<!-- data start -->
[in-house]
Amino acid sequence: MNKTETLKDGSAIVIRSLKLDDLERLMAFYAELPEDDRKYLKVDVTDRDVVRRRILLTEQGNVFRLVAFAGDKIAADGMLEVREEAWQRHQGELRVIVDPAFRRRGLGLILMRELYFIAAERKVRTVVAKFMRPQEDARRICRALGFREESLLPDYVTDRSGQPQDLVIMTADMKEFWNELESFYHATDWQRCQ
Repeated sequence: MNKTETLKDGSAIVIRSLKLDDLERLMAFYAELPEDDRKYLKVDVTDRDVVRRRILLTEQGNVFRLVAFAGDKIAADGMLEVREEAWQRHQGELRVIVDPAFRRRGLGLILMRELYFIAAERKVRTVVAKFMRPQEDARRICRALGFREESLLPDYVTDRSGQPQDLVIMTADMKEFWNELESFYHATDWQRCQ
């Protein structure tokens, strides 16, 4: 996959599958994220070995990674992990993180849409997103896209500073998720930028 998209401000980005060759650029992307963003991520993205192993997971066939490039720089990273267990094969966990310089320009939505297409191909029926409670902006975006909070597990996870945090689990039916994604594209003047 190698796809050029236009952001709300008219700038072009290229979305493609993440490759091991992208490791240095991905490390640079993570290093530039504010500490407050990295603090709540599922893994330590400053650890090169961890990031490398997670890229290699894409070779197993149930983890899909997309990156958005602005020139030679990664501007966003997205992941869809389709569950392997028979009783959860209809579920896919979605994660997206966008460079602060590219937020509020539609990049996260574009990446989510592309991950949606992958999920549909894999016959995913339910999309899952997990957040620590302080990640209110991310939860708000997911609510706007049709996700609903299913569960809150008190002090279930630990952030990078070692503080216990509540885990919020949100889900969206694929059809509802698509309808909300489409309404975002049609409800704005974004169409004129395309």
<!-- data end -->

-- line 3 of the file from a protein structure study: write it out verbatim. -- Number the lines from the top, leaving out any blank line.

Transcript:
Repeated sequence: MNKTETLKDGSAIVIRSLKLDDLERLMAFYAELPEDDRKYLKVDVTDRDVVRRRILLTEQGNVFRLVAFAGDKIAADGMLEVREEAWQRHQGELRVIVDPAFRRRGLGLILMRELYFIAAERKVRTVVAKFMRPQEDARRICRALGFREESLLPDYVTDRSGQPQDLVIMTADMKEFWNELESFYHATDWQRCQ